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Theories of Causation
Data Analysis Protocol
• Identify– Strengths– Weaknesses– Trends– Outliers
• Focus on 3– Strengths– Weaknesses
Data Dialogue Summary # 1 Area of ExplorationWhy does the gap exist between curriculum and achievement? 3 rd grade reading is in bottom 10% of MEAP. Inquiry QuestionsIs there a written curriculum that is aligned to the CCSS?Do teachers have access to this curriculum? Are teachers trained effectively?What is the district’s definition of curriculum? Data Sources to be Used for Data DialogueActual CurriculumSurveysCommon Formative AssessmentsSECMEAP Narrative Statements Derived from Phase 2 of the Data DialogueFrom Fall 2009 to 2012, 3rd grade reading scores dropped 30% on the MEAP. Reading comprehension dropped from 40% to
20%. Causal Theories from Phase 3 of the Data DialogueInstruction – 1st and 2nd grade did not focus on comprehension based on 3-year trend.
Confirmation of Causal TheoriesSEC dataLesson PlansGradesCommon Formative Assessments (DOK, Alignment to GLC and CCSS) Action Steps to Address Narrative StatementsPLCs in all grade levelsIdentify standards taught to common assessmentAlign to CCSS, GLC, DOK (vertical and horizontal)
"Why does the gap" is not an area of exploration but is an
Why is the inquiry into curriculum rather than instruction?
What did each of these actually confirm?
If you list the sources, you should have a narrative statement for each source. What did you find by using
Try to eliminate percentages and work with real numbers so you create more specific intentions.
Data Dialogue Summary # 2 Area of Exploration
The skill deficit is reading.
What is the skill deficiency for all grades in reading.
Why is there a skill deficiency gap in 4th grade reading in comprehension between males and females?
Data Sources to be Used for Data Dialogue
2012-2013 MEAP data in reading.
5 year trend data by grade and sub group
Narrative Statements from Phase 2 of the Data Dialogue
4th grade girls scored 30% higher than boys on the MEAP reading strand in Fall 2012.
From 2009 to 2012, girls scored an average of 35% higher than boys on MEAP comprehension.
Causal Theories from Phase 3 of the Data Dialogue
Curriculum and Instruction: A review of the SEC reports indicates that 3rd and 4th grade teachers spent more time teaching phonics than they did comprehension.
Confirmation of Causal Theories
Action Steps to Address Narrative Statements
PD for teachers
Does the “Area of Exploration” match the inquiry?
What PD? How is this going to affect the cause?
Are we looking at all grades or specific grades?
What data is being used to confirm cause?
How could these summaries of “imagined” data dialogues be strengthened?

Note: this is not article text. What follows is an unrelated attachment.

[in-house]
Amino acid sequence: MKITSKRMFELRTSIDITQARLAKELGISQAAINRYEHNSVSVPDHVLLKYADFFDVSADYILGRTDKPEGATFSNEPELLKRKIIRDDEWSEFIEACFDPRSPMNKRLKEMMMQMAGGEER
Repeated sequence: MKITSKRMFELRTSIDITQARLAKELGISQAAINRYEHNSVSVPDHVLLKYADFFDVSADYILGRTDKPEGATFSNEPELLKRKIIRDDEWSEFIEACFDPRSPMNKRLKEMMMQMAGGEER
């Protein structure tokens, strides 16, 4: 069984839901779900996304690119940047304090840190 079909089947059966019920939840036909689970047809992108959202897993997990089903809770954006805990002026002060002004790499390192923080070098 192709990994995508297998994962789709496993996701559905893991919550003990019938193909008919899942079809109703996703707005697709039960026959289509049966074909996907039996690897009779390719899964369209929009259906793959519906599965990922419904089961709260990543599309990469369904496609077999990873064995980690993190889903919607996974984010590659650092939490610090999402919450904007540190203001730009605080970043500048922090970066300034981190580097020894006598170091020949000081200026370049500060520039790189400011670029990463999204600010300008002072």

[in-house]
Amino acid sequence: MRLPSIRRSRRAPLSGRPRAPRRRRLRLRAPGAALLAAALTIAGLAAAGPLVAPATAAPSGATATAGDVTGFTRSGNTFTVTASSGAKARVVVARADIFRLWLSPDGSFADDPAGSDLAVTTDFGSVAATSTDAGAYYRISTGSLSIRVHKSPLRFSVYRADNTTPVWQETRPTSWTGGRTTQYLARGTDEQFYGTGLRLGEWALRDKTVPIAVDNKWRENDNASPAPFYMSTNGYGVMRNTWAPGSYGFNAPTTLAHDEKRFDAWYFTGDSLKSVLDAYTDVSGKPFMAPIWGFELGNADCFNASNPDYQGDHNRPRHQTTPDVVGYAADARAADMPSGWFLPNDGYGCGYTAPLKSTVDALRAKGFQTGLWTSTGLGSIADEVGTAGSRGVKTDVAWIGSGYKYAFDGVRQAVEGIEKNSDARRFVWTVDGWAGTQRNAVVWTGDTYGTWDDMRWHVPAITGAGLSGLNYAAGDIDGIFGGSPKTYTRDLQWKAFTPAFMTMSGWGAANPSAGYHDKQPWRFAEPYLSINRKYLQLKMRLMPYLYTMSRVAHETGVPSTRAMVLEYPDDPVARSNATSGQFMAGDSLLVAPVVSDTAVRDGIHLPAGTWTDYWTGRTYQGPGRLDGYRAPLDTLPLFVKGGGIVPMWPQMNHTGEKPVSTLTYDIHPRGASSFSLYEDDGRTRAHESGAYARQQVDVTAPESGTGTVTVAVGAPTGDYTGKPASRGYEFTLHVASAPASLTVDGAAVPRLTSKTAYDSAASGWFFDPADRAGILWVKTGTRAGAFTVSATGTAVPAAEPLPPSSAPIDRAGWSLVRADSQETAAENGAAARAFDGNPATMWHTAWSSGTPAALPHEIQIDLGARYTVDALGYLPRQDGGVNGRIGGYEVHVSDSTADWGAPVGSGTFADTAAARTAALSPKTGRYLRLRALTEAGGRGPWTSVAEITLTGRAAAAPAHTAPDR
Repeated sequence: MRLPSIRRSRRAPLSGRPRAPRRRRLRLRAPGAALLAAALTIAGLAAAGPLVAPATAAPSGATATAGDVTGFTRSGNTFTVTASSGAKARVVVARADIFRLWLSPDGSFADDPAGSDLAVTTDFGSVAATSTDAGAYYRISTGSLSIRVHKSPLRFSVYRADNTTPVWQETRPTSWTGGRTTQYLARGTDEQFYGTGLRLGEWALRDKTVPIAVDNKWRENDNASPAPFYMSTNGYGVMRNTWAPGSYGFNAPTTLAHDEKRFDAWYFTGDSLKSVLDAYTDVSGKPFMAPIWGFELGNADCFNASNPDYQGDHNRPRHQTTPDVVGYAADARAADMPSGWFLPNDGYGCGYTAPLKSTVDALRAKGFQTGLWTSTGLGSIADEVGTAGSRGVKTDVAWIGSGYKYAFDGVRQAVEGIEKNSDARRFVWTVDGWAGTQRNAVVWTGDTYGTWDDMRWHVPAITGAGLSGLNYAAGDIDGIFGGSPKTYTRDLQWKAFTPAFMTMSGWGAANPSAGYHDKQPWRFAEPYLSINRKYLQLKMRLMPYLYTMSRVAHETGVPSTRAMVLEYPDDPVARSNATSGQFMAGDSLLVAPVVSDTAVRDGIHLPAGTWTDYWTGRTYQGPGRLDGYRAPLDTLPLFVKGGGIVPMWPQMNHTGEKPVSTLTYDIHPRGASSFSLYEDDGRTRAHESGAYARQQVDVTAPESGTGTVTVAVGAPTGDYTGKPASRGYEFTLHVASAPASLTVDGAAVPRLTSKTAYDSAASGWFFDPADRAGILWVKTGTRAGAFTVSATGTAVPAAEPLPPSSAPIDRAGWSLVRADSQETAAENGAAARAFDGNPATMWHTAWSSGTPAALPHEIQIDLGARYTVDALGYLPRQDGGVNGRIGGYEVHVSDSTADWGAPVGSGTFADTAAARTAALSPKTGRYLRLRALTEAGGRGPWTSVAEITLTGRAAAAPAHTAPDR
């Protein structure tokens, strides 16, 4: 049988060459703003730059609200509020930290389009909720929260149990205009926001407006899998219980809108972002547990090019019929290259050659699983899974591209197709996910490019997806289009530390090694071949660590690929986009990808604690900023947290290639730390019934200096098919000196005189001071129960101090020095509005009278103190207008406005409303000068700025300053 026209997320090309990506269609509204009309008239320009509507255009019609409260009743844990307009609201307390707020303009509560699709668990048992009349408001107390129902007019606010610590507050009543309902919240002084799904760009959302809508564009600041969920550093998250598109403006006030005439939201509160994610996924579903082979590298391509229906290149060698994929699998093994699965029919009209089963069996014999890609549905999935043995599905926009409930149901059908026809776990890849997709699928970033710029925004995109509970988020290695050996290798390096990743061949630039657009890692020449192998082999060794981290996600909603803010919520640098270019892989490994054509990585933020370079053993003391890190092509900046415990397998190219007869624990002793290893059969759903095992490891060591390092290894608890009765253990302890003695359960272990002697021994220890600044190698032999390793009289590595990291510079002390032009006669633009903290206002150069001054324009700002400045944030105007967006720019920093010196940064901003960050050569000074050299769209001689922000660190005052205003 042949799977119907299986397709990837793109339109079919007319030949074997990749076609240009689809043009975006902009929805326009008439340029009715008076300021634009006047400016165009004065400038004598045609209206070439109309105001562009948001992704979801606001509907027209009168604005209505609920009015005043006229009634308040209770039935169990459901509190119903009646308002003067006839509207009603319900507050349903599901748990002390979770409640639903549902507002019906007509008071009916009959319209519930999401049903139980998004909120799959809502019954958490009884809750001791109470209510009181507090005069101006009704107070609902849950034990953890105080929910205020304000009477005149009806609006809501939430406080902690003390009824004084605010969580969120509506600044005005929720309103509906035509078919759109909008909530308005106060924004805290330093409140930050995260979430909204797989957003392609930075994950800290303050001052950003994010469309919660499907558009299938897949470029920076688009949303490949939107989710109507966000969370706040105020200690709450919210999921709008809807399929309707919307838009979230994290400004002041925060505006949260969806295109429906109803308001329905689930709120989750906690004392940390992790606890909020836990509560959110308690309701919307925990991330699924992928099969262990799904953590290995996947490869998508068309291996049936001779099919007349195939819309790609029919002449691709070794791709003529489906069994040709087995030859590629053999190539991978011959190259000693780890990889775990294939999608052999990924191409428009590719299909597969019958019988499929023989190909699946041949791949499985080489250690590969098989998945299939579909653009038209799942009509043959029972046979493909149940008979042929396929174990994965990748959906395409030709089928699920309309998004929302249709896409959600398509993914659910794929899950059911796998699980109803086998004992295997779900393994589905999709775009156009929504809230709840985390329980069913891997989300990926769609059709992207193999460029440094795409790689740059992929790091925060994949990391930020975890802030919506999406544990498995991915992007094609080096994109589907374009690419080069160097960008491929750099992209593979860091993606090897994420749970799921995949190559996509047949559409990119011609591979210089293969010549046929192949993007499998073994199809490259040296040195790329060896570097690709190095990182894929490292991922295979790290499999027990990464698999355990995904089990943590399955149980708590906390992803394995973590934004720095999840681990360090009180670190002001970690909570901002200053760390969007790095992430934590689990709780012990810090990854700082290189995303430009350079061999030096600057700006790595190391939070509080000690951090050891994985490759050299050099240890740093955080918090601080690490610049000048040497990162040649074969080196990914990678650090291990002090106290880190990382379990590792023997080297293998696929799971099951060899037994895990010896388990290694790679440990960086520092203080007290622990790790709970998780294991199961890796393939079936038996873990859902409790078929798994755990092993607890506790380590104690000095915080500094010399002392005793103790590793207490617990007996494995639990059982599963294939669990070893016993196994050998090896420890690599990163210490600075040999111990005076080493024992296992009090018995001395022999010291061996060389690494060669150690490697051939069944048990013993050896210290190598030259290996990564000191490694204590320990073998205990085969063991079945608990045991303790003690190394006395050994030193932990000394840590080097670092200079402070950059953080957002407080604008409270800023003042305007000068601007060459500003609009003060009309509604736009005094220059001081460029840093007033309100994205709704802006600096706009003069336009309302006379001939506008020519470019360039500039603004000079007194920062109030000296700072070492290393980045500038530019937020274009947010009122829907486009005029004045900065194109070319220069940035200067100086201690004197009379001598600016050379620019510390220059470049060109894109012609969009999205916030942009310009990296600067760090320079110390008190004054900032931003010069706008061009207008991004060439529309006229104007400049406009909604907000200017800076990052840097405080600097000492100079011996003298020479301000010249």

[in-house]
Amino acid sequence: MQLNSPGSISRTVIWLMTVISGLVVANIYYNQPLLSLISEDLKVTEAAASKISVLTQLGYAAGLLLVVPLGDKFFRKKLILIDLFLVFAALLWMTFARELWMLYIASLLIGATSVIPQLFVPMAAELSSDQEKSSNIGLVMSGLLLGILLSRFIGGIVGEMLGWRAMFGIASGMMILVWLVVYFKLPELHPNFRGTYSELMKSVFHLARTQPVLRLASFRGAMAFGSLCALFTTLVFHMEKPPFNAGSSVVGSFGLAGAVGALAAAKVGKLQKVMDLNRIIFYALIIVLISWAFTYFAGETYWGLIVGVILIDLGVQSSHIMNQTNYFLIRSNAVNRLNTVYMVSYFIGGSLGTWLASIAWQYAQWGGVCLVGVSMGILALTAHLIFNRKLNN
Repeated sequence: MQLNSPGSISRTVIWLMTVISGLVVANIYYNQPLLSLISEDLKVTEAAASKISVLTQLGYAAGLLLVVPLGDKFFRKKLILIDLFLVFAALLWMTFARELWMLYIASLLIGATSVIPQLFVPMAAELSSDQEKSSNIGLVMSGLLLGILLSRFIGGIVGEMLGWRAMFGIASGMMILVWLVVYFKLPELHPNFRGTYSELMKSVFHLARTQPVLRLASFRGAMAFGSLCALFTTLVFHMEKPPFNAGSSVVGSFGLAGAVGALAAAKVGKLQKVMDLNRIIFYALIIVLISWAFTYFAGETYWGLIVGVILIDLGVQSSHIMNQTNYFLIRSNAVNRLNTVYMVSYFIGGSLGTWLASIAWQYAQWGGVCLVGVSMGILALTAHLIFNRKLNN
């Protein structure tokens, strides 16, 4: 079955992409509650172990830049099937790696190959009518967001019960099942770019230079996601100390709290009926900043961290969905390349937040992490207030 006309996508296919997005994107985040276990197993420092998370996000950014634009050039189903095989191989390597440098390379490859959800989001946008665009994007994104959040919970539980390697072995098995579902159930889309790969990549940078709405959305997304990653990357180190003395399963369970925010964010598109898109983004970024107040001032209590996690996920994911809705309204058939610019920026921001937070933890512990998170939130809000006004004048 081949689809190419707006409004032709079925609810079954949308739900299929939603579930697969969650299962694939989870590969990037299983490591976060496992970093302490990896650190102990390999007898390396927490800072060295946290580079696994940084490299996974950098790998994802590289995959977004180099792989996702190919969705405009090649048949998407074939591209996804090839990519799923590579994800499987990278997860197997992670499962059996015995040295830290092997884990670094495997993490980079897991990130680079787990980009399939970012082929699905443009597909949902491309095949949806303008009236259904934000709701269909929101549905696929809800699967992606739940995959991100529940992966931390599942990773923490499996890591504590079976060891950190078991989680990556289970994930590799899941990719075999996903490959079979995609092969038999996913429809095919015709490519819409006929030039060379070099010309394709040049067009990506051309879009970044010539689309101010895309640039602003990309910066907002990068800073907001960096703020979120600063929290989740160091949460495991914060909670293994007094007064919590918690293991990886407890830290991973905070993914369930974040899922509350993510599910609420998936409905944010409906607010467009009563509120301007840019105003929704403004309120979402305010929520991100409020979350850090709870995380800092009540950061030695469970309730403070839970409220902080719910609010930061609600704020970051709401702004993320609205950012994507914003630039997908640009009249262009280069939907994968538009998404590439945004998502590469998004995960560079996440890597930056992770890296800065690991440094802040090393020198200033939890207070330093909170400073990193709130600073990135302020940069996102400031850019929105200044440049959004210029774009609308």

Is the area of exploration worthy? Are multiple data sources used? Are they the most
significant to address the target area? Is there alignment between the narrative statements and
the causal theories? Have the causal theories been extensively explored and prioritized?
Is there sufficient confirmation of key causal theories? Are the action steps sufficient to address the narrative
statement(s)? In what other ways would you like to see the results of
these data dialogues strengthened?
Sample Question #1
• An example of a question based on only one measure is “How did my 4th grade students do on the MEAP math assessment this year?” The measure is MEAP Results, which are student outcome data. This would be an appropriate question to ask as soon as MEAP scores became available, so that the teacher could see how their students did on the MEAP based on the previous grade. The results could indicate where the teacher might need to provide some extra instruction, if there are standards from 3rd grade that students seemed to struggle with.
Sample Question #2
• A question that would be answered by an intersection of demographic data and student outcome data (MEAP scores by gender) is: What (if any) is the difference in MEAP scores between males and females? If there were a significant difference in scores, additional research should be done re: why there is a difference between the scores of males and females. Once the potential causes are determined, they can be addressed. If only the MEAP scores were reviewed, it could not be determined if there were any gender-specific issues that would need to be further researched and addressed.
Sample Question #3• A question that would be answered by an intersection of
demographic (ethnic subgroup), process (use of graphing calculators), and student outcome data (unit test results) is: Is the integration of graphing calculators into Algebra I helping to improve students’ conceptual understanding of systems of equations for all of the students or only certain ethnic subgroups? It would be difficult to evaluate the effectiveness of the graphing calculators without looking at some type of student outcome data. If you did not also look at the data across subgroups, you would not be able to see if there was a pattern as to who the graphing calculators may be more helpful in increasing conceptual understanding or if they seemed to be helping all students.
How do we select data for a data conversation?
• Identify an issue that you are interested in collaboratively exploring further. (A curriculum gap, an instructional gap, student skill deficit, student behavioral pattern, etc.)
• Develop question(s) to begin your inquiry process. • Determine at least three diverse data sources you might
tap in order to explore your issue. Include both qualitative and quantitative data. (Use multiple measures of data!)
• Decide how to best represent the data for group examination.
Source: Got Data? Now What? Lipton & Wellman, 2012
What questions do you have?
Tammy HereauData Analyst/School Improvement Facilitator786-9300 ext. [email protected]
Lacy LauzonBehavior Consultant/MTSS Coordinator786-9300 ext. [email protected]